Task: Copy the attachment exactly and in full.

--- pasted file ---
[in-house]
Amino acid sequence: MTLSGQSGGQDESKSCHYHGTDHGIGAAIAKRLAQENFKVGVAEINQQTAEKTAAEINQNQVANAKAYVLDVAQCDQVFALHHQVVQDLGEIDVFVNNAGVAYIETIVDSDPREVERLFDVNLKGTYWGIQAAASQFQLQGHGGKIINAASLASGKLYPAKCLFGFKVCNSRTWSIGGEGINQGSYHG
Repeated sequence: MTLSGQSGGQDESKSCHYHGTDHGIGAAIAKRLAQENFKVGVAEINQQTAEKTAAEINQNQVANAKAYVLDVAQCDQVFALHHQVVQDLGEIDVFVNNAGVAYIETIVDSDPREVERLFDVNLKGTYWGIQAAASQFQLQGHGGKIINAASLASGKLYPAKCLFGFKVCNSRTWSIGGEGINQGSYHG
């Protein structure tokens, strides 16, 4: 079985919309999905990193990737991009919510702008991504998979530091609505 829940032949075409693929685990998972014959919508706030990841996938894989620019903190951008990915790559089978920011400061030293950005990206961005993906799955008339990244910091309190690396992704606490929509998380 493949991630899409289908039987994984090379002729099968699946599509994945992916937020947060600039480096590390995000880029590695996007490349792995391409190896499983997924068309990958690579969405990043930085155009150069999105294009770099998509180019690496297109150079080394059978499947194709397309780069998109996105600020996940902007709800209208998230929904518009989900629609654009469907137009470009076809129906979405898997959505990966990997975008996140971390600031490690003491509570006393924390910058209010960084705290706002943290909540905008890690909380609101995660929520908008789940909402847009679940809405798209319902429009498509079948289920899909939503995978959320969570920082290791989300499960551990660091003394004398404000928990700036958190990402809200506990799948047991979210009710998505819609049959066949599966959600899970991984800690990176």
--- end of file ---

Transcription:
[in-house]
Amino acid sequence: MTLSGQSGGQDESKSCHYHGTDHGIGAAIAKRLAQENFKVGVAEINQQTAEKTAAEINQNQVANAKAYVLDVAQCDQVFALHHQVVQDLGEIDVFVNNAGVAYIETIVDSDPREVERLFDVNLKGTYWGIQAAASQFQLQGHGGKIINAASLASGKLYPAKCLFGFKVCNSRTWSIGGEGINQGSYHG
Repeated sequence: MTLSGQSGGQDESKSCHYHGTDHGIGAAIAKRLAQENFKVGVAEINQQTAEKTAAEINQNQVANAKAYVLDVAQCDQVFALHHQVVQDLGEIDVFVNNAGVAYIETIVDSDPREVERLFDVNLKGTYWGIQAAASQFQLQGHGGKIINAASLASGKLYPAKCLFGFKVCNSRTWSIGGEGINQGSYHG
């Protein structure tokens, strides 16, 4: 079985919309999905990193990737991009919510702008991504998979530091609505 829940032949075409693929685990998972014959919508706030990841996938894989620019903190951008990915790559089978920011400061030293950005990206961005993906799955008339990244910091309190690396992704606490929509998380 493949991630899409289908039987994984090379002729099968699946599509994945992916937020947060600039480096590390995000880029590695996007490349792995391409190896499983997924068309990958690579969405990043930085155009150069999105294009770099998509180019690496297109150079080394059978499947194709397309780069998109996105600020996940902007709800209208998230929904518009989900629609654009469907137009470009076809129906979405898997959505990966990997975008996140971390600031490690003491509570006393924390910058209010960084705290706002943290909540905008890690909380609101995660929520908008789940909402847009679940809405798209319902429009498509079948289920899909939503995978959320969570920082290791989300499960551990660091003394004398404000928990700036958190990402809200506990799948047991979210009710998505819609049959066949599966959600899970991984800690990176």